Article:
Ruth Wishart: For many women, Savile-gate is a reminder of the grubby little world we used to live in
For many women, Savile-gate is a reminder of the grubby little world we used to live in, writes Ruth Wishart
For a particular generation of women, it was a Eureka moment of mutual recognition.
As listeners queued up to tell BBC Radio 4’s Woman’s Hour about incidences of sexual harassment in their workplace when they were young, it was clear it wasn’t just in my kitchen that there sounded insistent echoes of long-buried experiences.
Clear, too, that behaviour you thought belonged to a specific sub-set of workplaces like showbusiness, the media, some factories and probably the police was actually the cultural norm.
By night, the Sixties may have swung; by day they offered a pattern where a type of man, and most especially a type of male boss, considered any young women fair game for libidinous remarks, lewd staring and, not at all infrequently, inappropriate physical contact.
Me office Tarzan, you impotent Jane.
And impotent the Janes usually were. Complaints directed at the offenders were greeted with either outright hostility and threats as to what happened to whistleblowers, or heavy-duty hints round the office that they were frigid or lesbian or perhaps both.
Complaints further up the line were encounters rich in mutual embarrassment and sometimes the suggestion that perhaps they had merely misinterpreted – even exaggerated – well-motivated intentions of help.
As the women recounted stories of men behaving badly, I recalled day one of a particular new job. I’d been around newspapers since I left school. I was well-used to coping in an environment then 90 per cent male. I was still young, but married and I thought, reasonably savvy.
It started well; an agreeable lunch with what I will call a more senior colleague, in the days when lunch was an unhurried affair not washed down with bottled water. He invited me back to his office to continue the conversation we’d begun about new promotions for the paper. Then he jammed me against the wall, attempting simultaneously to put his tongue down my throat and his hand between my legs.
The appropriate response might have been a knee in the groin; which is never quite the smartest career move. Instead, leaving with not much dignity but a considerable turn of speed, I legged it to the ladies loo and ran into another colleague. Still shocked, I told her of the mini drama I’d just exited. She offered a unique brand of comfort: “Oh don’t worry about X, he does that to all the young women.” Well that’s all right then.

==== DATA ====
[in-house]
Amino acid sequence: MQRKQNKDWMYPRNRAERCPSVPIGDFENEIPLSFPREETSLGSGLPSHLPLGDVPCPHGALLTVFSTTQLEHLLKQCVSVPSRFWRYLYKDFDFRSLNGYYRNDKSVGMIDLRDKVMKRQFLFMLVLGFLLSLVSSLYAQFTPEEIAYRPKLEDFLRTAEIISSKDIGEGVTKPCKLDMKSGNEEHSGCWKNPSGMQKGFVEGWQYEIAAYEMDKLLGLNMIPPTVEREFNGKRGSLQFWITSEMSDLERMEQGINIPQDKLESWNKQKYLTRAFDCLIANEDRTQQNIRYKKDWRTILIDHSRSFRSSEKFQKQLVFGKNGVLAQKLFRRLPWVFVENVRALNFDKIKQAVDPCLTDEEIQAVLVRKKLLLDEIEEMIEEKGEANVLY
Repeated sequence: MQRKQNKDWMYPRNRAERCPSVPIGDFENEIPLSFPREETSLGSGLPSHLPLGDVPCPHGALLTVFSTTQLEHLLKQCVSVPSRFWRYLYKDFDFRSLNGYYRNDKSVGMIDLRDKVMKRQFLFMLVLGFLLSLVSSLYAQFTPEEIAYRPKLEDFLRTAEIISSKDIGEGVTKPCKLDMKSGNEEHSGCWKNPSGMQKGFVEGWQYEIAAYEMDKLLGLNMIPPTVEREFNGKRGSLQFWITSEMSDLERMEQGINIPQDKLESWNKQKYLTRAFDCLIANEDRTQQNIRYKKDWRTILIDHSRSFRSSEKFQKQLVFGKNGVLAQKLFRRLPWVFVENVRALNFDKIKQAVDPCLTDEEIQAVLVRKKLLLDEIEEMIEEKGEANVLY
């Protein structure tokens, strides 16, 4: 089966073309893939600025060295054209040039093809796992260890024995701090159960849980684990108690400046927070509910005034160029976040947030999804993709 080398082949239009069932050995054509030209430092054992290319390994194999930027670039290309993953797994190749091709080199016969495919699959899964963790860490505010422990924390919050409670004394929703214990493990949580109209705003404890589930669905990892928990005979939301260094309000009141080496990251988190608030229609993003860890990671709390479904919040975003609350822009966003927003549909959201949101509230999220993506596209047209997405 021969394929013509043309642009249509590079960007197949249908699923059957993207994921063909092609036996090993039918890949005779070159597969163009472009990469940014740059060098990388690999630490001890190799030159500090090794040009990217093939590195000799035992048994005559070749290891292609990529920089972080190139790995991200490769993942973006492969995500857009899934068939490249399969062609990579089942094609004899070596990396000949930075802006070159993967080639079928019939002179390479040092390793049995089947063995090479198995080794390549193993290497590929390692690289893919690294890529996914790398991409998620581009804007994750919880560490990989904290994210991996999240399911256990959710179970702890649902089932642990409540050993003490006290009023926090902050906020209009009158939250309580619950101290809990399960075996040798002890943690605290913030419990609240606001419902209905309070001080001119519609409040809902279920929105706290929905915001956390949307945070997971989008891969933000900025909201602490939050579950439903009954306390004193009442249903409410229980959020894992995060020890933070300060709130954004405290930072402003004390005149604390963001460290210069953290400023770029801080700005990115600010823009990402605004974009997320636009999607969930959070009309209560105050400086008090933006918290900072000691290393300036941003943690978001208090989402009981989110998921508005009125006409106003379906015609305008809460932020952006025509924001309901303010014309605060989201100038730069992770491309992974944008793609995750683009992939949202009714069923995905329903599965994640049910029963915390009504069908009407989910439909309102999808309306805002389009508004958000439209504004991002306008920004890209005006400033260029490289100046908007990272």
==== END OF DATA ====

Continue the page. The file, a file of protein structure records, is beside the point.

But it wasn’t, of course. Particularly when it transpired he was an Olympic-class groper if invited to dinner, spreading his unwelcome favours around. Yet my lovely husband, who would no more have groped a dinner guest than roasted a hamster, effected no more than a weary shrug and a wry grin when I relayed a friend’s outraged complaint at X’s latest clumsy attempts at intimacy.
So, looking back it seems that even the men who treated female colleagues with respect, couldn’t or wouldn’t take very seriously the antics of other men who acted as if the office was some kind of playpen constructed for their adolescent frolics and fantasies.
A lot of the banter and fun was just that. When you worked in a male-dominated environment, there was always going to be a certain amount of flirtation and a predictable number of office affairs begun and conducted by consenting adults. But for young women on the bottom rungs of the employment ladder, these years offered a harsh lesson in office sexual politics. Yesterday, recounting the radio programme to a friend, she recalled working in a shop where the boss arranged for her to stay behind to help with “stocktaking”.
Frightened by his advances, but more alarmed by losing her job, she took to wearing trousers to work. He took her aside, handed her a pair of tights and told her to go home and change back into her skirt. “Amazingly, I did,” she laughed. But it wasn’t remotely funny when she was 17.
Back then, women often compared furtive notes about the worst offenders, which makes me wonder if the grubby breed of contemporary men did the same in reverse. Did they linger over a pint discussing who might and who wouldn’t? Did they boast about getting the typist alone in the supplies room? Did any of them ever wonder how they’d have felt if the object of their speculation had been their daughter?
When first-wave feminism arrived and legislation on discrimination finally staggered on to the statute books, there were subtle changes in the insult department. Now young women who rebuffed advances were re-packed in the re-telling as boilersuited weirdos whom no self-respecting man would want to put a leg over. Women’s Libbers “were joyless, asexual and undesirable”.Which thought the sisterhood in question bore with some fortitude.
And now? Has all that sniggering, predatory behaviour disappeared under the weight of legal and cultural disapproval? Can today’s junior staff encased in bottom hugging shorts, opaque tights and killer heels march around the workplace with impunity? Would they be uncomfortable if today’s metrosexual men repaid the compliment by turning up in skin-tight Lycra?
Maybe they wouldn’t. They seem markedly more self-assured, gently mocking of my generation of banner-waving marchers. The world has moved on and so, indeed, have those of us who plied our trade in more shark-infested waters. It’s all yesterday’s news, until something like Savile-gate comes along and reminds us what a grubby little world it could sometimes be.
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